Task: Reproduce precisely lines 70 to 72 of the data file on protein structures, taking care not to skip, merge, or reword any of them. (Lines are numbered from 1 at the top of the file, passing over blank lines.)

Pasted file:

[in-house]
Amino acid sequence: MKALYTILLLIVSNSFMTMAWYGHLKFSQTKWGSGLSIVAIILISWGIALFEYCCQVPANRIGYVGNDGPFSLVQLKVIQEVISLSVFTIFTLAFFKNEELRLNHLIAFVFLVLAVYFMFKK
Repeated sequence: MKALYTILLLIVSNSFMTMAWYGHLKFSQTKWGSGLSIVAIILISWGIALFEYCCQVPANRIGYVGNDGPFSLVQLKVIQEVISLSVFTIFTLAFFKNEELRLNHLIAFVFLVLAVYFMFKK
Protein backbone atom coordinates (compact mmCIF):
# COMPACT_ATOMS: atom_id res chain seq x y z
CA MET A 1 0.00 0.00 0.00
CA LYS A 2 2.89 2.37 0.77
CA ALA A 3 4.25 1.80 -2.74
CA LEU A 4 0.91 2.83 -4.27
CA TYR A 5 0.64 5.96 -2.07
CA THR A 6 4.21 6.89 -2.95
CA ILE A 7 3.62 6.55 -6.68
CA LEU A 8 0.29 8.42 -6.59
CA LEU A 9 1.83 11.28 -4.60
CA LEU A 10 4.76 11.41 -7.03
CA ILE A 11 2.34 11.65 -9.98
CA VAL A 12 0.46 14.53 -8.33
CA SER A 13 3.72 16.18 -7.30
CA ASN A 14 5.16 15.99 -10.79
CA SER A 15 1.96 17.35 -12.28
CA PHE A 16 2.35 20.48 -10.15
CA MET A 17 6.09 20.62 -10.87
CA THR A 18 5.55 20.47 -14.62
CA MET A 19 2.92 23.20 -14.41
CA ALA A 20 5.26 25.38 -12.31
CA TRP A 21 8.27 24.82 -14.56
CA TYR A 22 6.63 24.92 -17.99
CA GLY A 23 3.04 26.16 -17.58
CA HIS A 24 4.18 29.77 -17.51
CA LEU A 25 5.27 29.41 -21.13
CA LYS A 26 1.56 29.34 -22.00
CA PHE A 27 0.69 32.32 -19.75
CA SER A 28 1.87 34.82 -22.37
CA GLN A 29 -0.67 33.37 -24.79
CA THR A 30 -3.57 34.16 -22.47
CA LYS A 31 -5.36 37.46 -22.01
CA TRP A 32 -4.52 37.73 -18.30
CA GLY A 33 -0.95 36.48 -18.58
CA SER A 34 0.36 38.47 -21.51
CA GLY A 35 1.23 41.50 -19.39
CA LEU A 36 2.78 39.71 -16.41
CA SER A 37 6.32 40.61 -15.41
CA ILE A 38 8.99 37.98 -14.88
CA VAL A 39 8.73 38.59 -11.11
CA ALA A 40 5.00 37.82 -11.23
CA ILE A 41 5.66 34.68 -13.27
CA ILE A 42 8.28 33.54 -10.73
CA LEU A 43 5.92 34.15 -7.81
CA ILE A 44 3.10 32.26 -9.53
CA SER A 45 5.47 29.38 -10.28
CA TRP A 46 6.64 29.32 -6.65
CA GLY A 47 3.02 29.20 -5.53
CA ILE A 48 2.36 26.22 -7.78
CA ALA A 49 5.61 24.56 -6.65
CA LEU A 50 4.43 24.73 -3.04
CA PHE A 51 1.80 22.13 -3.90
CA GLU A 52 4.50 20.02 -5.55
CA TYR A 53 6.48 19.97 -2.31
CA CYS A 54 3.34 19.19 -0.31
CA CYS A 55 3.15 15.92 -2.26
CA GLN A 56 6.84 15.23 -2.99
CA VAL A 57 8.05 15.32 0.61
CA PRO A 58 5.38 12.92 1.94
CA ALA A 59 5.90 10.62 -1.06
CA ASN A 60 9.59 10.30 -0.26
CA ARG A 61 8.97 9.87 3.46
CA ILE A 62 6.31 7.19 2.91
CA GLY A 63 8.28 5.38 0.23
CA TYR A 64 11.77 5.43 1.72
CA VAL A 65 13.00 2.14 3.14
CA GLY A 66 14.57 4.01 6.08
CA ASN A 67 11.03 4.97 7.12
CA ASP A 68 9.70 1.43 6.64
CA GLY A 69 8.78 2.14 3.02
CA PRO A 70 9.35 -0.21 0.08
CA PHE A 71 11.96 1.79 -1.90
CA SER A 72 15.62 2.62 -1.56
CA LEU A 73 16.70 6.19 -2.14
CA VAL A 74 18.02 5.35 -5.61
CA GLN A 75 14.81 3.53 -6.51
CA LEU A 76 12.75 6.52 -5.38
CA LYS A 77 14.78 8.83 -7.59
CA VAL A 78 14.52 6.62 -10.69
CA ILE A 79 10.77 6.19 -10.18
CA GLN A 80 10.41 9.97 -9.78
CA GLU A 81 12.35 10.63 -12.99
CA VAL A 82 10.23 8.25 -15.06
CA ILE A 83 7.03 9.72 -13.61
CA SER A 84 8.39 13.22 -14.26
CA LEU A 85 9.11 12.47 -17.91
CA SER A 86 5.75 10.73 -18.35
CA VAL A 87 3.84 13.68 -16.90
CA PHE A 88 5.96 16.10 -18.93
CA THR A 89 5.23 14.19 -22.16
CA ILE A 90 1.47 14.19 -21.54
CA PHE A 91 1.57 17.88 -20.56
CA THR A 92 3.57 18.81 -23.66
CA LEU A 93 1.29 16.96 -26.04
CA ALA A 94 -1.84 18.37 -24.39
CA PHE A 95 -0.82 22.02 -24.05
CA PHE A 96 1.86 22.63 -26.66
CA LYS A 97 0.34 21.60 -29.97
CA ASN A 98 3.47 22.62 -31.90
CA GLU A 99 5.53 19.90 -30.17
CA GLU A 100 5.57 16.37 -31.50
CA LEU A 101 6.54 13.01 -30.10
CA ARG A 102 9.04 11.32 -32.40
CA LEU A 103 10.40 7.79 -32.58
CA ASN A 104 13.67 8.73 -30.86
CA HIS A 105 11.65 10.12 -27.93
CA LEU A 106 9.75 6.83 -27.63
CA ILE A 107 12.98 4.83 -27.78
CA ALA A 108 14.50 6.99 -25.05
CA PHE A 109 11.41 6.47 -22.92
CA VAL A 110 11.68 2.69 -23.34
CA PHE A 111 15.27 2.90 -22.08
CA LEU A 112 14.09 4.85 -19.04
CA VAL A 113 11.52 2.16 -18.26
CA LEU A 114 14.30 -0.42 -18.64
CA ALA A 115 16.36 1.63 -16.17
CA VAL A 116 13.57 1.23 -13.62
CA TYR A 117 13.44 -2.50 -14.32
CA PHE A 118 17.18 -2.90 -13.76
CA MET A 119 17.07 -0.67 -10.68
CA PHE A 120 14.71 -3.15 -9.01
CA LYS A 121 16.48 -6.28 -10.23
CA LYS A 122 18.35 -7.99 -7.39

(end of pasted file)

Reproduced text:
CA VAL A 65 13.00 2.14 3.14
CA GLY A 66 14.57 4.01 6.08
CA ASN A 67 11.03 4.97 7.12